Overall, the present study complements the current research trend focused on the investigation of alternative methods based on the measurement of VOCs emitted by biological samples with electronic nose systems for simpler and less expensive diagnosis of diseases. While numerous studies of this kind were realized on human beings, the studies realized on animals are rather scarce [12]. Actually, the present study is the first report that assesses the diagnosis of an animal disease from the measurement of the VOCs emitted by feces with an electronic nose system. For M. bovis diagnosis in bovines, promising results were obtained in the analysis of breath samples with the NA-NOSE electronic nose system developed by Technion Israel Institute of Technology comprising an array of six chemical gas sensors based on organically-functionalized gold nanoparticles (86.4% accuracy on a population of 22 animals) [20], as well as in the analysis of the VOCs emitted by serum samples with the commercial αFOX3000 MOS electronic nose system developed by Alpha M.O.S. Co. (Tolouse, France) based on an array of nine metal oxide semiconducting gas sensors (95.2% accuracy on a population of 21 animals) [19].

5. Conclusions

This research reports a proof-of-concept study regarding the diagnosis of bTB, caused by Mycobacterium bovis, in wild boar, from the analysis of the VOCs emitted by animal feces with an electronic nose system. The analysis of fecal samples was selected because they can be non-invasively collected and have great potential to provide a convenient means for the detection of M. bovis in wildlife populations.
The study was realized on free-ranging wild boar captured in Doñana National Park, Spain, where bTB disease is endemic in ungulates. In order to counteract the influence of possible confounding factors on feces’ composition (e.g., natural sources of watering, contact with other wild animals), animals captured on a large area of a 4.4-km radius inside the park were included in the study.
The samples were analyzed with a home-made electronic nose system that comprised an array of 10 chemical gas sensors based on organically-functionalized gold nanoparticles fabricated employing the AGD technique, which yields ultrapure and narrow size-ranged nanoparticle synthesis. During sample measurement, the sensors were operated in the dynamic mode by successively applying short voltage pulses to each one of them in a switching mode, which allowed for investigating the reaction kinetics that occur between the sensing film and the VOC sample.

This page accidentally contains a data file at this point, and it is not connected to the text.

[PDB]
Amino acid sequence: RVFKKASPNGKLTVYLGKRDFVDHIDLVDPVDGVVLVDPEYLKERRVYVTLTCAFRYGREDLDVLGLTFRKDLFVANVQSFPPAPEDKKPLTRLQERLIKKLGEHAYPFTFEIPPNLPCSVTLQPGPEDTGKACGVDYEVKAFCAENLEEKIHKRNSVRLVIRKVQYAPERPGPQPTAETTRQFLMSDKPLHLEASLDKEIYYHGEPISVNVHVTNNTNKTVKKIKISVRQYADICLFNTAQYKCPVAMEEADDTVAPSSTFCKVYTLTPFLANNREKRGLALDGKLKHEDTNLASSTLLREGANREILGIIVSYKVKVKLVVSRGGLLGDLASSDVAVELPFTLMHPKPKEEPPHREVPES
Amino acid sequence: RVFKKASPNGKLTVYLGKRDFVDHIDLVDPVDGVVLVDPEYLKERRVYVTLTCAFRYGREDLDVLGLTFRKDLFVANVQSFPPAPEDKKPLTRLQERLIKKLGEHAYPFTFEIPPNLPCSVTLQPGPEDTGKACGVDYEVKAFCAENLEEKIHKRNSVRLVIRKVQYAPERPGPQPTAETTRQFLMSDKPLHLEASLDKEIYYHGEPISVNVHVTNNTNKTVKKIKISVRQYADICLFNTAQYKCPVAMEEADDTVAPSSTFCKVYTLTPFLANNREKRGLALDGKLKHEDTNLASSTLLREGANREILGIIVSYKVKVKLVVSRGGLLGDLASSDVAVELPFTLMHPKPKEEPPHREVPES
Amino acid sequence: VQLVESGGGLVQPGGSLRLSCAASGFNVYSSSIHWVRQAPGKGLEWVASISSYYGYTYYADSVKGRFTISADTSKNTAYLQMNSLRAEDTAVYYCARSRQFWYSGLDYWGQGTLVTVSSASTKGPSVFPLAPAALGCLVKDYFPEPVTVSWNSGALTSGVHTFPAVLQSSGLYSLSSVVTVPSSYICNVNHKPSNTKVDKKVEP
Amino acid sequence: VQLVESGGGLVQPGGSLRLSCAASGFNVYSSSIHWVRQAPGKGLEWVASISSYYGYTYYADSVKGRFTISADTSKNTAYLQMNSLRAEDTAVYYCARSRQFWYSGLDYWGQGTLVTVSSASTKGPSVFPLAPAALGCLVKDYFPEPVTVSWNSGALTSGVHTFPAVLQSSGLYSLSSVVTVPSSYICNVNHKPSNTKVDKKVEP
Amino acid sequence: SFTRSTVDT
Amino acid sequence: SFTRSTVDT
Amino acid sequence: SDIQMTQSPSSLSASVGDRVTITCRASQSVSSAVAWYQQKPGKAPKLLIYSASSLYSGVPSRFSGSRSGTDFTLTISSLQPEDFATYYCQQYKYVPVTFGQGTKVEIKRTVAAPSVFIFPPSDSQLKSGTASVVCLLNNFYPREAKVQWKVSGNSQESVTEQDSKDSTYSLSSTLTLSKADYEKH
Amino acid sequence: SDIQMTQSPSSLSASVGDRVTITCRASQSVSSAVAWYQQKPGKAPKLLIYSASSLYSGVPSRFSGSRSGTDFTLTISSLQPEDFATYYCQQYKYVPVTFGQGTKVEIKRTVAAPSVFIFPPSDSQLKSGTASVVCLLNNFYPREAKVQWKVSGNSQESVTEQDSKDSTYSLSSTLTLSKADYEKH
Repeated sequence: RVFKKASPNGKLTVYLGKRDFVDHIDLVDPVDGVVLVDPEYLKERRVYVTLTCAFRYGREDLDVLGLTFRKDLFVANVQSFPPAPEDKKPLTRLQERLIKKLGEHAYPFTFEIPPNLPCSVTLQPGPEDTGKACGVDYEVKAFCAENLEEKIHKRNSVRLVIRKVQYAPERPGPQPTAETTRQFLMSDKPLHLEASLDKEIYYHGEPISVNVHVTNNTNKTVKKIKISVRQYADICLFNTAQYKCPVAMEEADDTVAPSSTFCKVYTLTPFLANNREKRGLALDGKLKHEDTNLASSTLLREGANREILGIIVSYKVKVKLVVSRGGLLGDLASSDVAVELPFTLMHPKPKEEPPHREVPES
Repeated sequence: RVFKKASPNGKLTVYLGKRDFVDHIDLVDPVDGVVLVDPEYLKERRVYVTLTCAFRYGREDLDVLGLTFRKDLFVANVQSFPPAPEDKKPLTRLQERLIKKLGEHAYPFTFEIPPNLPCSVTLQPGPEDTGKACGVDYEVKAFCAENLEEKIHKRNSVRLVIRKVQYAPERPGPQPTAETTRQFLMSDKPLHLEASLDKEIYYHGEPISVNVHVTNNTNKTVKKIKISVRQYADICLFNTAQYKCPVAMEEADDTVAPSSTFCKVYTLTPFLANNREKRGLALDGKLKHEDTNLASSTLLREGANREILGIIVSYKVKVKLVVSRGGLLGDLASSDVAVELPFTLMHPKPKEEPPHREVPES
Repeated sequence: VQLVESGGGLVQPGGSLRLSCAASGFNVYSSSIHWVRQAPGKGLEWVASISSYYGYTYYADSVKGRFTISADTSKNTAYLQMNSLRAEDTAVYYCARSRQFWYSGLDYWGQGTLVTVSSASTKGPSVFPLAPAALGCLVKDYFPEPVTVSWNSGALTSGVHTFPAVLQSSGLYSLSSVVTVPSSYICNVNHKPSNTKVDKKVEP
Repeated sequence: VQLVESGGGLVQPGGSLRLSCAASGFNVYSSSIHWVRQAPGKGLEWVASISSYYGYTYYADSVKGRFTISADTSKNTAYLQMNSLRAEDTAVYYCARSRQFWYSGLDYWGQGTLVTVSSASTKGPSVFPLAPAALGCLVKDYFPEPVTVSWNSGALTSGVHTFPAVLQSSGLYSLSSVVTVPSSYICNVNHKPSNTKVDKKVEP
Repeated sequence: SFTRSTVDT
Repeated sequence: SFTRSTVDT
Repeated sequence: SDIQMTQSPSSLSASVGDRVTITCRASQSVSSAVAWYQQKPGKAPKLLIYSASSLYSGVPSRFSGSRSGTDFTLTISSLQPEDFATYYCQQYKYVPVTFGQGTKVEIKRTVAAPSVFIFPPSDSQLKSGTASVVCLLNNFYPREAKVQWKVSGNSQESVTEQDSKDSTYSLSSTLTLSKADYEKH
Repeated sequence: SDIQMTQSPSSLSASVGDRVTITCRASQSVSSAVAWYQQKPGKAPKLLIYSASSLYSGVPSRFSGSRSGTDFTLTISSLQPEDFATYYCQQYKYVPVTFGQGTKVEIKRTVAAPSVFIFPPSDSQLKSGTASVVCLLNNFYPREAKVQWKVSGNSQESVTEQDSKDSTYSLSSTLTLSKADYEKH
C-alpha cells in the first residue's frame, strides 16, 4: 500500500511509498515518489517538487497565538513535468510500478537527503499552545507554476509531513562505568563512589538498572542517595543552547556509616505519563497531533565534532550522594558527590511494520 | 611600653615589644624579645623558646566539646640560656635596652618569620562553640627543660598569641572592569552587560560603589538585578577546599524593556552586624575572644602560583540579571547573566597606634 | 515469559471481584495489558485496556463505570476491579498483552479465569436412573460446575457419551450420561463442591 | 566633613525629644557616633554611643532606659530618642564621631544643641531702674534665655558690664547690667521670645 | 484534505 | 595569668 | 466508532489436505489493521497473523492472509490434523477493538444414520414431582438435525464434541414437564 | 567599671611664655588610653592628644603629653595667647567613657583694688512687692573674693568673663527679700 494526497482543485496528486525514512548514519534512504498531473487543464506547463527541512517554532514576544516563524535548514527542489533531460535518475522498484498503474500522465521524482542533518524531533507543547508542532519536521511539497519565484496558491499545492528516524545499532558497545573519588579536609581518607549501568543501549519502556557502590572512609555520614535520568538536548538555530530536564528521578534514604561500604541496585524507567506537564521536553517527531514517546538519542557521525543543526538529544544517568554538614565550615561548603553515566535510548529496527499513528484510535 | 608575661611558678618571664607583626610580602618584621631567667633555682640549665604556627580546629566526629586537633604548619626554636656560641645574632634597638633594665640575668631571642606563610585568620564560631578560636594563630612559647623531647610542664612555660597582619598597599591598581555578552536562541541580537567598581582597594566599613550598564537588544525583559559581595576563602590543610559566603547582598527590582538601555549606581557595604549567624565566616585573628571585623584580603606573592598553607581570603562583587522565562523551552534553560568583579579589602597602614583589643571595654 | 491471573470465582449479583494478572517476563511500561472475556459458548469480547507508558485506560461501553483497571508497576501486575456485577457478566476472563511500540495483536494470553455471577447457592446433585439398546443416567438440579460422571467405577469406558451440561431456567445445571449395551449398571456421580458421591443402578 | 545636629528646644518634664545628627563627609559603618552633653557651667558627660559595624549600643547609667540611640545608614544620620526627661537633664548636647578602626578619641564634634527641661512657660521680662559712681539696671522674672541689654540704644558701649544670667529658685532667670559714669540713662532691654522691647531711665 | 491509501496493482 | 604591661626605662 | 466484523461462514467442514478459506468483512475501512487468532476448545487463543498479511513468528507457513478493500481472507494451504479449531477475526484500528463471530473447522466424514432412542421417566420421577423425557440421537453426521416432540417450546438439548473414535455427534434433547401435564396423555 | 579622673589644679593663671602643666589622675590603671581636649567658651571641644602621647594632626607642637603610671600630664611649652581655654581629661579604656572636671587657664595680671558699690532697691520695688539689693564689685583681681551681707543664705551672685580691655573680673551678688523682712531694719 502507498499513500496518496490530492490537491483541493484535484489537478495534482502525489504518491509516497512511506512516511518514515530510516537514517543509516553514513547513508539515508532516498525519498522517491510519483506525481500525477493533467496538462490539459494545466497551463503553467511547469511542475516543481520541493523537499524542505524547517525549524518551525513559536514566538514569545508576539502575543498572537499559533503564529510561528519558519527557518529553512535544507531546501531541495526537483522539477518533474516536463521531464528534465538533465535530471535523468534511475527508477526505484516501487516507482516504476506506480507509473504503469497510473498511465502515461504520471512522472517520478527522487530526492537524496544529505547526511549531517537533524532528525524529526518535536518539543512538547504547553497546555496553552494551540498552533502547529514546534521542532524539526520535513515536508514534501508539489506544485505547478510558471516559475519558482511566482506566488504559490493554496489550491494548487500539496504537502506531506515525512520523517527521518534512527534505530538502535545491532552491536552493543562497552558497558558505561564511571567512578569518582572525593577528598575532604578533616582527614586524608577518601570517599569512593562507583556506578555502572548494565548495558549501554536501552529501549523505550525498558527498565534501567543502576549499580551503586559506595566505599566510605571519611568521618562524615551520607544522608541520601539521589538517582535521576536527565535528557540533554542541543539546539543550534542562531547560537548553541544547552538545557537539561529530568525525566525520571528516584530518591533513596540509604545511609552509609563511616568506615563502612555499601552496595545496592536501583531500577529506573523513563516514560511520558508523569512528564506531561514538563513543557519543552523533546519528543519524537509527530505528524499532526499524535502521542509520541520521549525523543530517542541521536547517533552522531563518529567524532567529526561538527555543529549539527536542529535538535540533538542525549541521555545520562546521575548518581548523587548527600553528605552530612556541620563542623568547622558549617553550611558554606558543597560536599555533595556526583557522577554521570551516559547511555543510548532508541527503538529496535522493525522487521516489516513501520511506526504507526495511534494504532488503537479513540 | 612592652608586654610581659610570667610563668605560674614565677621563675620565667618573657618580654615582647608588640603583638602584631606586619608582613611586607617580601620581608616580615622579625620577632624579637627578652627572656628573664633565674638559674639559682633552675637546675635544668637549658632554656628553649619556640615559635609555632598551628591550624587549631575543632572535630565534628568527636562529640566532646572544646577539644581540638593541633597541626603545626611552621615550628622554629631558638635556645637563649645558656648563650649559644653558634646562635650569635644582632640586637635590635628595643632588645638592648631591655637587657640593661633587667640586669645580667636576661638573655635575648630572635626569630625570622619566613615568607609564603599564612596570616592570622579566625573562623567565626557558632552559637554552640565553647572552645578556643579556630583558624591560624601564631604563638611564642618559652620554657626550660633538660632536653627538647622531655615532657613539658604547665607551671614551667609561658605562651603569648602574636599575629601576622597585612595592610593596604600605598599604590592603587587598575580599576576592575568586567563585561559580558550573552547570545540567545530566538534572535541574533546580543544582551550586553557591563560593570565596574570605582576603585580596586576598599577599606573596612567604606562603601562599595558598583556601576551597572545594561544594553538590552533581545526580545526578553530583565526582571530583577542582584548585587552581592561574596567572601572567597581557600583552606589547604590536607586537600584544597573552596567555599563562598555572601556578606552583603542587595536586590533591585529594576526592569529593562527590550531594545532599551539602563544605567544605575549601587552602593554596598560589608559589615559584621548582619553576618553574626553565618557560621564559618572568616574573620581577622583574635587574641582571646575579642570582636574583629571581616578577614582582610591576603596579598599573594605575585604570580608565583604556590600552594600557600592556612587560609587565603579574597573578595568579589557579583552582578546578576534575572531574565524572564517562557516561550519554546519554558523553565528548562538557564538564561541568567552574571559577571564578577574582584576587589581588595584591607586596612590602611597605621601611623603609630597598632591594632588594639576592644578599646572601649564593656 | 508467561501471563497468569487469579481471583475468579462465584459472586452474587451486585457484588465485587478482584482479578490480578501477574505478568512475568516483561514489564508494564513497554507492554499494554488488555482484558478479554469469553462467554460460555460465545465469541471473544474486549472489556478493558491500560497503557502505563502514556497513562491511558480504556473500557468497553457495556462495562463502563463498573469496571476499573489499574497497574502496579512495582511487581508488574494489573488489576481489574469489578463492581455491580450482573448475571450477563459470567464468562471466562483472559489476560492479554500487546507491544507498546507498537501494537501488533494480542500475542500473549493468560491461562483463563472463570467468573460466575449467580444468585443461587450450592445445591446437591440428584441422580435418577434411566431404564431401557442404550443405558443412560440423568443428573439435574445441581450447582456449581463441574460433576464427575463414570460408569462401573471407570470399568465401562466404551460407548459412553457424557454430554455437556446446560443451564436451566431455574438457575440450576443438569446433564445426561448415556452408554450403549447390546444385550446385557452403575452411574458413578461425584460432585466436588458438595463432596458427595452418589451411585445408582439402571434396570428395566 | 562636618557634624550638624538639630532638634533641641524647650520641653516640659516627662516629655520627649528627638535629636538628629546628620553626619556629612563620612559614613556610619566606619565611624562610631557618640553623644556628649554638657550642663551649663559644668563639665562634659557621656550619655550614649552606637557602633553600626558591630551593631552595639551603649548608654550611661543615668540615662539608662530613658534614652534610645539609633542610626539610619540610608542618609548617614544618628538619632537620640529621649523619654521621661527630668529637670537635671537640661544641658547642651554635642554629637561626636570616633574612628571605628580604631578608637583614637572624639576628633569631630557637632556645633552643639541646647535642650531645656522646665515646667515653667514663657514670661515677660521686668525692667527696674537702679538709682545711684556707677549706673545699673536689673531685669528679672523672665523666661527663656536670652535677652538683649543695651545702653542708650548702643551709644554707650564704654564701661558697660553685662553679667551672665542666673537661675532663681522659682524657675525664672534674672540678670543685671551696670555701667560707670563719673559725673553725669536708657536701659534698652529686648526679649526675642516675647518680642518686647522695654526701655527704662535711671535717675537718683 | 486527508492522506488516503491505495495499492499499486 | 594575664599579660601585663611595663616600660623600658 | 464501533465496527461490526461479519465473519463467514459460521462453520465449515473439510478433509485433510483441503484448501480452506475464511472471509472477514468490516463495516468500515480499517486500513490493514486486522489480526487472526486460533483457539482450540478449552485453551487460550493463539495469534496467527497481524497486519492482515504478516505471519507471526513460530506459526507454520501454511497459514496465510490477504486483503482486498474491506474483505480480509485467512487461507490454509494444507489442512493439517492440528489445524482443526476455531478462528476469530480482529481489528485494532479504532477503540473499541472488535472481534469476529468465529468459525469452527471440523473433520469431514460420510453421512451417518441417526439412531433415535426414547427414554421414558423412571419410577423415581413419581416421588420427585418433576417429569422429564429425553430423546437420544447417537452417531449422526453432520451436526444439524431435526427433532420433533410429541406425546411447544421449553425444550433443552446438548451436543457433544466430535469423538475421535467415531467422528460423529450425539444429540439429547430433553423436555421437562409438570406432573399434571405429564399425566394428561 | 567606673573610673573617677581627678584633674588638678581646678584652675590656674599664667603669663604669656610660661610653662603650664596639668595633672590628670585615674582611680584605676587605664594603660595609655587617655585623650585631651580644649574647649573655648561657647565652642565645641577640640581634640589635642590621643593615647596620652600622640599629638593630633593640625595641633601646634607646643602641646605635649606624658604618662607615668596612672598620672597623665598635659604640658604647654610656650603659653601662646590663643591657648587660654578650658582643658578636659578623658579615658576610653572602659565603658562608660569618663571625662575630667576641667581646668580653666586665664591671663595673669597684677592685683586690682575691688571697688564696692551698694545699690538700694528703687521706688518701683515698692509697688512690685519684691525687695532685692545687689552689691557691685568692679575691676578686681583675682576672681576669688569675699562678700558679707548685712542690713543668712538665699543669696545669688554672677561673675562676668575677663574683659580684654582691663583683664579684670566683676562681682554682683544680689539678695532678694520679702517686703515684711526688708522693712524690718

The study was separately performed on three age groups of animals: adult, sub-adult, and juvenile. The classification results built with the DFA pattern recognition algorithm provided 100% accuracy during both model training and validation for the sub-adult animals, 100% accuracy during model training and 88.9% during model validation for the adult animals, and 88.9% accuracy during model training and 62.5% during model validation for the juvenile animals. The obtained results could have been influenced by the sample size of each age group (smaller in sub-adult and larger in juvenile animals), as well as animal handling during sample collection (the sub-adult and adult animals were anesthetized while the juveniles were manually restrained).
Overall, while taking into account the necessity to handle all animals similarly in future studies, the results obtained in this study could pave the way for the further development and implementation of a non-invasive and less expensive approach to detect bTB disease in wild populations. Nevertheless, the reported results need to be validated on larger cohorts of animals, while other pattern recognition techniques could be assessed to explore algorithms that may more effectively adjust to the dataset of juvenile animals.